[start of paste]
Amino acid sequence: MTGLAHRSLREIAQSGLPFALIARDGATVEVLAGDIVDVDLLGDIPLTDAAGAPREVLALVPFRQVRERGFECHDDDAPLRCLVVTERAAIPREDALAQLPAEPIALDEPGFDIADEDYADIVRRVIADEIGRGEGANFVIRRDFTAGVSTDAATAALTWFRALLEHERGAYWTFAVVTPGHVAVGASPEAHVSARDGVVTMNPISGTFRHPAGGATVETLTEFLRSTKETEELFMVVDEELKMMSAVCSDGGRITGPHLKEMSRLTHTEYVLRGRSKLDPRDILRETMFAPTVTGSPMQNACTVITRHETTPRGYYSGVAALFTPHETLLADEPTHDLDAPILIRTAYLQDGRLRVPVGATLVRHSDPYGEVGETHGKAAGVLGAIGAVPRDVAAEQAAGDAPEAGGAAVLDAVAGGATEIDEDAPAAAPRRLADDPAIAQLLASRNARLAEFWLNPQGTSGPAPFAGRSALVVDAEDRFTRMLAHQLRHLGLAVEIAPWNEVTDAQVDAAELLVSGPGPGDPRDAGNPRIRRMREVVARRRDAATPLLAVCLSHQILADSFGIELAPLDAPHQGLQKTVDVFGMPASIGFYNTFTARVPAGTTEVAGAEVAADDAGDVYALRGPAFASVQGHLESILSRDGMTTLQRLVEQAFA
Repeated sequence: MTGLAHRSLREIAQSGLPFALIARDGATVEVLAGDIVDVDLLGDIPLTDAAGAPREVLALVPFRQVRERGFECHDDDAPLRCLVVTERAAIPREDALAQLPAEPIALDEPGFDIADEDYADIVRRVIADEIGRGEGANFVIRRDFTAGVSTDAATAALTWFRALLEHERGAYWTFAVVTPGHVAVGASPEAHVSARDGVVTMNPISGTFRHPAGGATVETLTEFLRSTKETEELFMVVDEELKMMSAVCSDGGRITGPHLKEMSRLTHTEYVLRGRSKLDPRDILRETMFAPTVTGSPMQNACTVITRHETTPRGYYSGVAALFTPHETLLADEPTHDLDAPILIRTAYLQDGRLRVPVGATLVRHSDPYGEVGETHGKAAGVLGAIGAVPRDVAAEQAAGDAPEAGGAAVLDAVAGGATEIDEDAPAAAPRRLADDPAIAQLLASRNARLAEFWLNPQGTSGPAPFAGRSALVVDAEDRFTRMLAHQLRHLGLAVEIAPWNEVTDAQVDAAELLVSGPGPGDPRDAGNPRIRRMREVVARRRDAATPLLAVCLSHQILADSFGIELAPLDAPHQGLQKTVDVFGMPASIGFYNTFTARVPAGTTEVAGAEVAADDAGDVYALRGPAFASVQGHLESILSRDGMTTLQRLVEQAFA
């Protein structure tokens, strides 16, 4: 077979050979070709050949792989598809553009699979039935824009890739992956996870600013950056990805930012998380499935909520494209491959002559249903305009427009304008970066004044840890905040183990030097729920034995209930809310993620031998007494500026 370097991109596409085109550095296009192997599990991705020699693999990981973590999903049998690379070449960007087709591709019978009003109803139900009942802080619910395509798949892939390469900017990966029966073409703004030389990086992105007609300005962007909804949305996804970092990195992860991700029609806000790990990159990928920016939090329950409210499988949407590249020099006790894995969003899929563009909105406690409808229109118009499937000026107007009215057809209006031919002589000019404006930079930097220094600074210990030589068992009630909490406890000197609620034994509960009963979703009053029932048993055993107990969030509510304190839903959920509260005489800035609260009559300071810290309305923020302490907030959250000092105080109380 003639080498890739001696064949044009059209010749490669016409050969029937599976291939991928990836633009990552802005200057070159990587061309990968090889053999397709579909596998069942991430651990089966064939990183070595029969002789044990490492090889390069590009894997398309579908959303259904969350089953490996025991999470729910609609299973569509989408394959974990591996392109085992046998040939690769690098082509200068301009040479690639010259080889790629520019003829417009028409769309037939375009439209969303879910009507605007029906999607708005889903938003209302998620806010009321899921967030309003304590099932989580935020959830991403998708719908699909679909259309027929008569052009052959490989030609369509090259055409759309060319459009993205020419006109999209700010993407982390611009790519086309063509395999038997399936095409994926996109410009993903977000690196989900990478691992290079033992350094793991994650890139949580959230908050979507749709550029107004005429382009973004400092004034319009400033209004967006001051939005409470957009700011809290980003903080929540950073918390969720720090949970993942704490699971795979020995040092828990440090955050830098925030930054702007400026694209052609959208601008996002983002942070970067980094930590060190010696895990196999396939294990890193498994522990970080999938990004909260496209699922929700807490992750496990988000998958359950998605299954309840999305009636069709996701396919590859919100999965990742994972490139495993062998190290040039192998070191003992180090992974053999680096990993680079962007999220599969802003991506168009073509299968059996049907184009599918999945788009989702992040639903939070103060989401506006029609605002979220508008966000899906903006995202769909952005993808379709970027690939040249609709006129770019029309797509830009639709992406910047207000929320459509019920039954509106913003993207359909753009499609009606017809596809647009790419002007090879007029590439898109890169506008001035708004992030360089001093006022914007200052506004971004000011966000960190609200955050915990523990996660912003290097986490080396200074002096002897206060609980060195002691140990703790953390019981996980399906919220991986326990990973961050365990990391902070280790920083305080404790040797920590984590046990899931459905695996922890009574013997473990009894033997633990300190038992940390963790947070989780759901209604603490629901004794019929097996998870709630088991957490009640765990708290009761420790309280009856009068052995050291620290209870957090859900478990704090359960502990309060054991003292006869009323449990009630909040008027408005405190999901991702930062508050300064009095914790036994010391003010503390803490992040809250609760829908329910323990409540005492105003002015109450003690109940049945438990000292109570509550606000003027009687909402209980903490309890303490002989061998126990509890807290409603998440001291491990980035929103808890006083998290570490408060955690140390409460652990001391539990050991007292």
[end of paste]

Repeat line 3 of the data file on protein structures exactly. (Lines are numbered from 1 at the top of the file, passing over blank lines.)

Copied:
């Protein structure tokens, strides 16, 4: 077979050979070709050949792989598809553009699979039935824009890739992956996870600013950056990805930012998380499935909520494209491959002559249903305009427009304008970066004044840890905040183990030097729920034995209930809310993620031998007494500026 370097991109596409085109550095296009192997599990991705020699693999990981973590999903049998690379070449960007087709591709019978009003109803139900009942802080619910395509798949892939390469900017990966029966073409703004030389990086992105007609300005962007909804949305996804970092990195992860991700029609806000790990990159990928920016939090329950409210499988949407590249020099006790894995969003899929563009909105406690409808229109118009499937000026107007009215057809209006031919002589000019404006930079930097220094600074210990030589068992009630909490406890000197609620034994509960009963979703009053029932048993055993107990969030509510304190839903959920509260005489800035609260009559300071810290309305923020302490907030959250000092105080109380 003639080498890739001696064949044009059209010749490669016409050969029937599976291939991928990836633009990552802005200057070159990587061309990968090889053999397709579909596998069942991430651990089966064939990183070595029969002789044990490492090889390069590009894997398309579908959303259904969350089953490996025991999470729910609609299973569509989408394959974990591996392109085992046998040939690769690098082509200068301009040479690639010259080889790629520019003829417009028409769309037939375009439209969303879910009507605007029906999607708005889903938003209302998620806010009321899921967030309003304590099932989580935020959830991403998708719908699909679909259309027929008569052009052959490989030609369509090259055409759309060319459009993205020419006109999209700010993407982390611009790519086309063509395999038997399936095409994926996109410009993903977000690196989900990478691992290079033992350094793991994650890139949580959230908050979507749709550029107004005429382009973004400092004034319009400033209004967006001051939005409470957009700011809290980003903080929540950073918390969720720090949970993942704490699971795979020995040092828990440090955050830098925030930054702007400026694209052609959208601008996002983002942070970067980094930590060190010696895990196999396939294990890193498994522990970080999938990004909260496209699922929700807490992750496990988000998958359950998605299954309840999305009636069709996701396919590859919100999965990742994972490139495993062998190290040039192998070191003992180090992974053999680096990993680079962007999220599969802003991506168009073509299968059996049907184009599918999945788009989702992040639903939070103060989401506006029609605002979220508008966000899906903006995202769909952005993808379709970027690939040249609709006129770019029309797509830009639709992406910047207000929320459509019920039954509106913003993207359909753009499609009606017809596809647009790419002007090879007029590439898109890169506008001035708004992030360089001093006022914007200052506004971004000011966000960190609200955050915990523990996660912003290097986490080396200074002096002897206060609980060195002691140990703790953390019981996980399906919220991986326990990973961050365990990391902070280790920083305080404790040797920590984590046990899931459905695996922890009574013997473990009894033997633990300190038992940390963790947070989780759901209604603490629901004794019929097996998870709630088991957490009640765990708290009761420790309280009856009068052995050291620290209870957090859900478990704090359960502990309060054991003292006869009323449990009630909040008027408005405190999901991702930062508050300064009095914790036994010391003010503390803490992040809250609760829908329910323990409540005492105003002015109450003690109940049945438990000292109570509550606000003027009687909402209980903490309890303490002989061998126990509890807290409603998440001291491990980035929103808890006083998290570490408060955690140390409460652990001391539990050991007292």